Outside of this protected environment, we’re brought to the reality of evil in the world, and required to navigate a sea of complexities through painful seasons of life that shake our trust and bring turmoil to our earthly experiences. In the vast expanses of the world and challenges of creating communities, we adults can easily lose touch with the child-like trust needed to experience joy and wonderment. We are asked to give up childish ways, and lead by example, extending compassion to those who struggle or feel hurt, understanding we are have limitations. We cannot avoid the reality that there are people who can and will harm what we hold dear, as well as powers of nature beyond our control that can quickly undermine our sense of security and comfort. At times we get so immersed in problems, we forget to look for the solace and companionship that brings us back to center……that it’s not all about productivity, but restoration from within.
It’s hard to allow those for whom I’ve cared the freedom to fall or fail, and risk being hurt. But letting go, allowing consequences of choices, as each finds their way for better or worse, and trusting again in things hoped for yet unseen, is as much a part of love as “holding onto”. Experiencing life through the eyes of a child is a reminder there can be spontaneity and excitement with each new encounter, as the more mature help define boundaries for creative growth. When we gain assurances and understand we are loved within “safe spaces”, the essence of what we call “life” is recovered and can be embraced. We are then able to move forward, confidently, even as children who grow up to become adults with a greater appreciation for opportunities to adventure and be part of a creative process.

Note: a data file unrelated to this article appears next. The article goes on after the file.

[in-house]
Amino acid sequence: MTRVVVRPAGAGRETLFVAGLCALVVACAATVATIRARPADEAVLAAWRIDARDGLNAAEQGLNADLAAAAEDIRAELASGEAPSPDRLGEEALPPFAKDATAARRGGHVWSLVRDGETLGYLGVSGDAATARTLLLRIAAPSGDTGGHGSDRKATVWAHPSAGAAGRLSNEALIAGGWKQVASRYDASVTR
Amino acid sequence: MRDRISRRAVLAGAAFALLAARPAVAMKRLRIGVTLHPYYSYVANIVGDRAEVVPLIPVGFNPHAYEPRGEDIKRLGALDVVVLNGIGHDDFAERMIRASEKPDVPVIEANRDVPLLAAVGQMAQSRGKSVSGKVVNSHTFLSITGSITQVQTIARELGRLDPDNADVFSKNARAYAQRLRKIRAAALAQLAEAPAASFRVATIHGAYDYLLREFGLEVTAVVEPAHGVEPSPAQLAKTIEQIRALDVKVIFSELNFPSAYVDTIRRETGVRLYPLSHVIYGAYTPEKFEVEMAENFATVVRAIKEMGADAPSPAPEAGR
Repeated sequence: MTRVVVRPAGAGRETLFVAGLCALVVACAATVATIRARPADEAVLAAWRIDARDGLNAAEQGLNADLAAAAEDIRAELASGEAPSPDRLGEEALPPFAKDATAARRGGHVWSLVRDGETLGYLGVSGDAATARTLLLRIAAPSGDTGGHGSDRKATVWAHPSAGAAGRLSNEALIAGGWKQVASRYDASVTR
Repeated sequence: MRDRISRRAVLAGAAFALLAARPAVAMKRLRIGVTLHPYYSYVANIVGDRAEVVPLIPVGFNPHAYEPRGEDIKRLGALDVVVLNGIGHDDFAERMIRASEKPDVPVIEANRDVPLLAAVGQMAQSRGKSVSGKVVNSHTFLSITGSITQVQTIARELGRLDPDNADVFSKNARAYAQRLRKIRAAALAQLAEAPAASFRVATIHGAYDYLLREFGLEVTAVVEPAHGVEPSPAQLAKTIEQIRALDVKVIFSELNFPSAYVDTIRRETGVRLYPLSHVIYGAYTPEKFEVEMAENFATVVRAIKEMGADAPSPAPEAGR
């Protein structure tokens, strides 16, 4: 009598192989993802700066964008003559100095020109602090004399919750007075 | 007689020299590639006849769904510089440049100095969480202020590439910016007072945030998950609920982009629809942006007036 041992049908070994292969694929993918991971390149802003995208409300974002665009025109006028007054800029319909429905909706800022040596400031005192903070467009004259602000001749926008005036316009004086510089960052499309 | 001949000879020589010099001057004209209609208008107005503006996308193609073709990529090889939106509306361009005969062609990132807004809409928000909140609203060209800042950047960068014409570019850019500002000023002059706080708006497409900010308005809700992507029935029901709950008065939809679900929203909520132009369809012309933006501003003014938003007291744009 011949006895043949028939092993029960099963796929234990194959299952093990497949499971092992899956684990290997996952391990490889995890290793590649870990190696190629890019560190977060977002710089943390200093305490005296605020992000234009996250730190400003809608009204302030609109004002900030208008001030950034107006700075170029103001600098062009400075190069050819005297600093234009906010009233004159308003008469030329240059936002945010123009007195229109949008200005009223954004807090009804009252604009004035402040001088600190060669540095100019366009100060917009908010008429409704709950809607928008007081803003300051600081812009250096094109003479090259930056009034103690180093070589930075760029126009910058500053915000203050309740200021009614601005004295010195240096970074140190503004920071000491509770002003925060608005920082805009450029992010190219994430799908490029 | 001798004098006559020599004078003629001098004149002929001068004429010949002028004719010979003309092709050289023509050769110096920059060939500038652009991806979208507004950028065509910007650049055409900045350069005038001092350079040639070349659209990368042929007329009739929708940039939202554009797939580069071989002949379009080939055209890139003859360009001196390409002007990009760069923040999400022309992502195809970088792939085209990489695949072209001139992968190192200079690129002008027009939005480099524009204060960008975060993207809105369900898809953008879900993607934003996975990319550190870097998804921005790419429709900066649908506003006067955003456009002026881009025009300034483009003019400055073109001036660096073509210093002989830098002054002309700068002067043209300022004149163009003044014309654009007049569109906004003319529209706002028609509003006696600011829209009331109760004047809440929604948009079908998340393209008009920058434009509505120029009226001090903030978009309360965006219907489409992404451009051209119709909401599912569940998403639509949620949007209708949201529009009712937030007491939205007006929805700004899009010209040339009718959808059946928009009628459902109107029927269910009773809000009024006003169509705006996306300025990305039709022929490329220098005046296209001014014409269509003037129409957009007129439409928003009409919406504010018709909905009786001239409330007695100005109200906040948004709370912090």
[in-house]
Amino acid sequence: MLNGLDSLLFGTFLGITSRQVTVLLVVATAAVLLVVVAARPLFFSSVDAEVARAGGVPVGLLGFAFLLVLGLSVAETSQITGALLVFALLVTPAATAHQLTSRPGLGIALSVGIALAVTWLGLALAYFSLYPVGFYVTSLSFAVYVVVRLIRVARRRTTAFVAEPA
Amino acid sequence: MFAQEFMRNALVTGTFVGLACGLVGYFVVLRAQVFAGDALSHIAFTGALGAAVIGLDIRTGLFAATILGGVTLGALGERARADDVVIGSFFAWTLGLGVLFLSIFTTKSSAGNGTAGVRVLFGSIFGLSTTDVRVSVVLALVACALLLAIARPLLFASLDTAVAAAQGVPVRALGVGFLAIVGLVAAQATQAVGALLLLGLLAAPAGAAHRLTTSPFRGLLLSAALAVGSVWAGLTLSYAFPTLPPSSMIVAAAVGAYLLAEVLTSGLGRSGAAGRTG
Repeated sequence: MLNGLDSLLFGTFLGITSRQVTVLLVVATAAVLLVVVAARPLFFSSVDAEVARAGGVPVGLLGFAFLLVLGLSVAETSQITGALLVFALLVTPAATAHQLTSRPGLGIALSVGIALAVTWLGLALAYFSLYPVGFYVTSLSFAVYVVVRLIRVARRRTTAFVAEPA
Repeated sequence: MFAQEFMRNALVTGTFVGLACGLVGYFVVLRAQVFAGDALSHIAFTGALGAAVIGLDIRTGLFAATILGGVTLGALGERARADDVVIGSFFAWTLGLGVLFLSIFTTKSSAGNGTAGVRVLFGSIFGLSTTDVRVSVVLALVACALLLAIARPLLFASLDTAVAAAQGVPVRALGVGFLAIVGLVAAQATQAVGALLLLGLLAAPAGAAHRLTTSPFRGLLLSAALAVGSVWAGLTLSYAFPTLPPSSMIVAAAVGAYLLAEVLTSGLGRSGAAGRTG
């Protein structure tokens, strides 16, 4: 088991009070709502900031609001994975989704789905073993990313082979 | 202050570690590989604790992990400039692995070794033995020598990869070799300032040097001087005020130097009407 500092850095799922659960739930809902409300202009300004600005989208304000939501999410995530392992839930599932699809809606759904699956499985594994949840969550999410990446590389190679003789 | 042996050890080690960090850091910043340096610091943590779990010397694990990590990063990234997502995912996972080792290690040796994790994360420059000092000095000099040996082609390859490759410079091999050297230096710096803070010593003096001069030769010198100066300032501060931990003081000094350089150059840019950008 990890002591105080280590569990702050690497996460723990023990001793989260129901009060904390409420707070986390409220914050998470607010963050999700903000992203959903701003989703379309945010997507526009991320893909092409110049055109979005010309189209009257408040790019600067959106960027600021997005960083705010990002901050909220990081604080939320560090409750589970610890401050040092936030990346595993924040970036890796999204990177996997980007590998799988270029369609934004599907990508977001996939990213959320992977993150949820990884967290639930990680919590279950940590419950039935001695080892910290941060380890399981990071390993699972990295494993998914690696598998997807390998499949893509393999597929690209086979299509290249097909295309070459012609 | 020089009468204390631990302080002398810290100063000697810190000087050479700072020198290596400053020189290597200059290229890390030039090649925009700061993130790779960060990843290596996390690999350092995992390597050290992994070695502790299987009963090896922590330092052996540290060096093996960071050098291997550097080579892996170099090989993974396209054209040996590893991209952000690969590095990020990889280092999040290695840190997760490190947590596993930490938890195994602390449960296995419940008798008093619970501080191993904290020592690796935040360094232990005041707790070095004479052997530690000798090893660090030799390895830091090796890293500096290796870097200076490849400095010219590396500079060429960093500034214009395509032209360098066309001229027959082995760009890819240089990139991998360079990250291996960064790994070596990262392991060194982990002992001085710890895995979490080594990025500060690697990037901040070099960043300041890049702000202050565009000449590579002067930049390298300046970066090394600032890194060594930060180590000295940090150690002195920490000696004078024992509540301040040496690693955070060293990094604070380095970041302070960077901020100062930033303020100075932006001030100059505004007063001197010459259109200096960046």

Visiting the beach and introducing my grandson to the ocean, along with his great-grandmother, was another first—another window to a whole new world—-for us all— between 1 and 78. Experiencing again what I had come to take for granted, through the eyes of a child, was a wake-up call to be open to the here and now, and not dwell in the past—-to feel the sand and sun and water, and taste the salt of a much larger future, as wide and as deep as the ocean rolling in and rushing back out to new horizons.
Through the eyes of a child we find our root, rebirth, and perspectives of hope for brighter, more forgiving futures and wonder-filled “firsts”.
“Let the little children come to me, and do not hinder them, for the kingdom of God belongs to such as these.” (Mark 10:14)
“Unless you change and become like little children, you will never enter the kingdom of heaven.”
“That which is born of the flesh is flesh, and that which is born of the Spirit is spirit. Do not be amazed that I said to you, ‘You must be born again.’ “The wind blows where it wishes and you hear the sound of it, but do not know where it comes from and where it is going; so is everyone who is born of the Spirit.” (John 3:6-8)
“….. when the perfect comes, the imperfect will be done away. When I was a child, I spoke like a child, thought like a child, reasoned like a child; when I became an [adult], I did away with childish things.” ( I Corinthians 13: 10,11 )
“Forget the former things; do not dwell on the past. See, I am doing a new thing! Now it springs up; do you not perceive it? I am making a way in the desert and streams in the wasteland…that the people I formed for myself might proclaim my praise.” (Isaiah 43: 18-21)